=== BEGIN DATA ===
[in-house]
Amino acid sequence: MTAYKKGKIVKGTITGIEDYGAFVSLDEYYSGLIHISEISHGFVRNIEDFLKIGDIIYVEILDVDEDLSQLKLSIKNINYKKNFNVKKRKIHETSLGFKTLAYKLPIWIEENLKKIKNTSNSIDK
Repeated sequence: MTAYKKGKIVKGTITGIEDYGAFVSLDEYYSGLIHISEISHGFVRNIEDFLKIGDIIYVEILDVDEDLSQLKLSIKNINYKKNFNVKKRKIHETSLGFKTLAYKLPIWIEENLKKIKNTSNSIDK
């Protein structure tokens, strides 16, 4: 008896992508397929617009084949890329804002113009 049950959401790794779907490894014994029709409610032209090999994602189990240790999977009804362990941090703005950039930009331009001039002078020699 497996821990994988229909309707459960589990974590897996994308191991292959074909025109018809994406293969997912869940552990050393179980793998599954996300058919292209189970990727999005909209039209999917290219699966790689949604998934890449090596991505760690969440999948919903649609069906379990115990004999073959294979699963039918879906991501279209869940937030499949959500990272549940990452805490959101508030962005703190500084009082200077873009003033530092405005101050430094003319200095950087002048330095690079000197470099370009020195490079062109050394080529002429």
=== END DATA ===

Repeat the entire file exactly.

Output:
[in-house]
Amino acid sequence: MTAYKKGKIVKGTITGIEDYGAFVSLDEYYSGLIHISEISHGFVRNIEDFLKIGDIIYVEILDVDEDLSQLKLSIKNINYKKNFNVKKRKIHETSLGFKTLAYKLPIWIEENLKKIKNTSNSIDK
Repeated sequence: MTAYKKGKIVKGTITGIEDYGAFVSLDEYYSGLIHISEISHGFVRNIEDFLKIGDIIYVEILDVDEDLSQLKLSIKNINYKKNFNVKKRKIHETSLGFKTLAYKLPIWIEENLKKIKNTSNSIDK
């Protein structure tokens, strides 16, 4: 008896992508397929617009084949890329804002113009 049950959401790794779907490894014994029709409610032209090999994602189990240790999977009804362990941090703005950039930009331009001039002078020699 497996821990994988229909309707459960589990974590897996994308191991292959074909025109018809994406293969997912869940552990050393179980793998599954996300058919292209189970990727999005909209039209999917290219699966790689949604998934890449090596991505760690969440999948919903649609069906379990115990004999073959294979699963039918879906991501279209869940937030499949959500990272549940990452805490959101508030962005703190500084009082200077873009003033530092405005101050430094003319200095950087002048330095690079000197470099370009020195490079062109050394080529002429």